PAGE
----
Rubio, who is of Cuban heritage, jumped to the front of the Republican response to the new policies and seems to be leading the charge.
His first line of attack dovetailed with traditional GOP criticisms of Obama’s foreign policy: in a statement not long after the news broke Wednesday, Rubio called the shift “just the latest in a long line of failed attempts by President Obama to appease rogue regimes at all cost.” Rubio also blasted the White House for turning its back on Cubans who face repression from the Castro regime. “The president and this administration have let the people of Cuba down,” he told reporters later.
Rubio also attempted to frame it as a populist issue, with a twist of animus towards liberal elites: “While business interests seeking to line their pockets, aided by the editorial page of The New York Times, have begun a significant campaign to paper over the facts about the regime in Havana, the reality is clear,” his statement said.
No doubt some on the left will share Rubio’s ostensible concerns about free-market exploitation of Cuba, if not for entirely different reasons. (White House Press Secretary Josh Earnest further invited this line of attack when he literally read from a Chamber of Commerce press release from the briefing room podium Wednesday afternoon.)
Rubio was joined in his vehement criticism by House Speaker John Boehner, the chair of the House Foreign Relations Committee Edward Royce and the chairman-for-now of the Senate Foreign Relations Committee, Senator Bob Menendez.
Menendez is a Democrat. However, the incoming Republican chairman of Senate Foreign Relations, Bob Corker, issued an entirely neutral statement on the policy shift towards Cuba.
So will Congress lift the embargo? Will it go so far as to block an ambassador? On the one hand, the opposition of the House Speaker and the (soon-to-be) ranking Democrat on Senate Foreign Relations is a bad sign. Rubio also chairs a key Foreign Relations Committee on the Western Hemisphere. And “no, Congress won’t do anything” is a safe bet, generally speaking. But members of both parties also support normalized relations—Republican Speaker Jeff Flake flew to Cuba to see imprisoned American Alan Gross home on Wednesday—and Americans favor lifting the embargo.
Unfortunately, presidential politics may trump a rational discussion in Congress.
Elections have a way of freezing domestic politics: just since November 4, Obama has signed sweeping immigration orders, released the CIA torture report and normalized relations with Cuba, while Congress finally passed an appropriations bill for the 2015 fiscal year. None of this was feasible in the heat of midterm election campaigning, and the 2016 presidential election may soon act as a vise once again.
Thanks to the traditional (though rapidly shifting) conservative politics of Cuban Americans, along with some pure happenstance, the likely GOP presidential field is top-heavy with Republicans who oppose normalized relations with Cuba.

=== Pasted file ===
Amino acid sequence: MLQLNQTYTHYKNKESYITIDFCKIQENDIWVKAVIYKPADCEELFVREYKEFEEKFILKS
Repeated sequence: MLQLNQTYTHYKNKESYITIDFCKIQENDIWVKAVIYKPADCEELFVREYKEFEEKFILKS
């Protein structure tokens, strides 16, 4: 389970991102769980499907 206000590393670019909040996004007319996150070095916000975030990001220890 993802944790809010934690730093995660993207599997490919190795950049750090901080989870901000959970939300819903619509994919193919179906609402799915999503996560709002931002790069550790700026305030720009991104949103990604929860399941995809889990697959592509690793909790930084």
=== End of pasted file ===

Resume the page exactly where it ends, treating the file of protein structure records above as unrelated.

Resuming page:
Along with Rubio, Senator Ted Cruz is also a Cuban-American who opposes lifting sanctions against Cuba. Cruz also criticized Obama’s shift in a statement. Former Florida Governor Jeb Bush, who announced just this week he is “actively exploring” a presidential run, has long-standing political ties with conservative Cuban-Americans in his state and already announced he, too, opposes Obama’s actions.
The primary debates next year will likely give a huge, and arguably disproportionate, voice to the exact Republicans who most oppose normalized relations with Cuba. Maybe one of them will win the White House and wipe out Obama’s executive orders—but even if that doesn’t happen, it’s easy to see how the election might pressure Republicans in Congress to fall in line and drag their feet on legislative action.
That was pretty impressive! In a coordinated set of press conferences, Barack Obama and Raúl Castro came as close to complete normalization of relations between Cuba and the United States as is possible short of repealing Helms-Burton. The New York Times writes:
The United States will restore full diplomatic relations with Cuba and open an embassy in Havana for the first time in more than a half-century after the release of an American contractor [Alan Gross] held in prison for five years, American officials said Wednesday.
In a deal negotiated during 18 months of secret talks hosted largely by Canada and encouraged by Pope Francis, who hosted a final meeting at the Vatican, President Obama and President Raúl Castro of Cuba agreed in a telephone call to put aside decades of hostility to find a new relationship between the United States and the island nation just 90 minutes off the American coast. In addition, the United States will ease restrictions on remittances, travel and banking relations, and Cuba will release 53 Cuban prisoners identified as political prisoners by the United States government.
There’s a lot at stake in this policy turn-around, including for broader US-Latin American relations. But out of all of Obama’s post-midterm initiatives, this one is pretty deft: It nicely boxes potential Republican presidential nominees into a corner, especially pulling the rug right out from under Jeb Bush, just as he was basking in his “I-may-be-running-after-all” tease.
Bush sounded completely flatfooted and off-guard this morning: “I don’t think we should be negotiating with a repressive regime.” He did grudgingly say he was “happy for Gross’s return.” Polls will tell, but Bush—along with Marco Rubio and any other potential nominee—is going to have to come up with a better soundbite. Even if this doesn’t play well in Florida, which I think it will, Obama, with this move, has just finally nationalized the Cuba question.
Who could possibly advocate (except these guys) going back to the way things were? That is, it will no longer be enough to pander to a small margin of extreme-right-wing Cubans in Florida on the issue. That will be particularly difficult for Jeb Bush, because of his family’s deep ties to Cuban anti-communists, going back to his father’s days as CIA director.